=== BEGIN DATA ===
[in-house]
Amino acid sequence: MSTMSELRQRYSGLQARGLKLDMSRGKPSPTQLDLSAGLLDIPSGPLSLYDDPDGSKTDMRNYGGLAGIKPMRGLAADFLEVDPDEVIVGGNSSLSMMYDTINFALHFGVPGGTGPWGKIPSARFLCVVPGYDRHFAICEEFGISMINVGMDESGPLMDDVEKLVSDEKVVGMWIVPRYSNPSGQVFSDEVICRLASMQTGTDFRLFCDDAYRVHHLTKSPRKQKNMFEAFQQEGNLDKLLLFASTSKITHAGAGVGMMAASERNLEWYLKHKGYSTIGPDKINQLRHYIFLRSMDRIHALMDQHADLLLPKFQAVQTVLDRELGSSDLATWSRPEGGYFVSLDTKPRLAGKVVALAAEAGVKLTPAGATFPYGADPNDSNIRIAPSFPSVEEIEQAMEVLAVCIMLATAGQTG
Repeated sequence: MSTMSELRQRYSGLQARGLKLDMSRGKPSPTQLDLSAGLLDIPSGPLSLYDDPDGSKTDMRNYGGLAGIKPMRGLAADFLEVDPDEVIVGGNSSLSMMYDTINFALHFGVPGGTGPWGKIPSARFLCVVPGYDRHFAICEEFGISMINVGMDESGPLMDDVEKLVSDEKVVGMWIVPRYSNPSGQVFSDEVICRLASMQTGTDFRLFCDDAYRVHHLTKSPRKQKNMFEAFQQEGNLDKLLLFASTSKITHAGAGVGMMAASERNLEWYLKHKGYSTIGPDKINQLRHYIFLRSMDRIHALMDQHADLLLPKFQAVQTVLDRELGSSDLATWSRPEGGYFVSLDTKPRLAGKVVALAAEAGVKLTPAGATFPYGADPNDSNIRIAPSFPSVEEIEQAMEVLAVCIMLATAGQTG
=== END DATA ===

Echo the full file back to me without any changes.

[in-house]
Amino acid sequence: MSTMSELRQRYSGLQARGLKLDMSRGKPSPTQLDLSAGLLDIPSGPLSLYDDPDGSKTDMRNYGGLAGIKPMRGLAADFLEVDPDEVIVGGNSSLSMMYDTINFALHFGVPGGTGPWGKIPSARFLCVVPGYDRHFAICEEFGISMINVGMDESGPLMDDVEKLVSDEKVVGMWIVPRYSNPSGQVFSDEVICRLASMQTGTDFRLFCDDAYRVHHLTKSPRKQKNMFEAFQQEGNLDKLLLFASTSKITHAGAGVGMMAASERNLEWYLKHKGYSTIGPDKINQLRHYIFLRSMDRIHALMDQHADLLLPKFQAVQTVLDRELGSSDLATWSRPEGGYFVSLDTKPRLAGKVVALAAEAGVKLTPAGATFPYGADPNDSNIRIAPSFPSVEEIEQAMEVLAVCIMLATAGQTG
Repeated sequence: MSTMSELRQRYSGLQARGLKLDMSRGKPSPTQLDLSAGLLDIPSGPLSLYDDPDGSKTDMRNYGGLAGIKPMRGLAADFLEVDPDEVIVGGNSSLSMMYDTINFALHFGVPGGTGPWGKIPSARFLCVVPGYDRHFAICEEFGISMINVGMDESGPLMDDVEKLVSDEKVVGMWIVPRYSNPSGQVFSDEVICRLASMQTGTDFRLFCDDAYRVHHLTKSPRKQKNMFEAFQQEGNLDKLLLFASTSKITHAGAGVGMMAASERNLEWYLKHKGYSTIGPDKINQLRHYIFLRSMDRIHALMDQHADLLLPKFQAVQTVLDRELGSSDLATWSRPEGGYFVSLDTKPRLAGKVVALAAEAGVKLTPAGATFPYGADPNDSNIRIAPSFPSVEEIEQAMEVLAVCIMLATAGQTG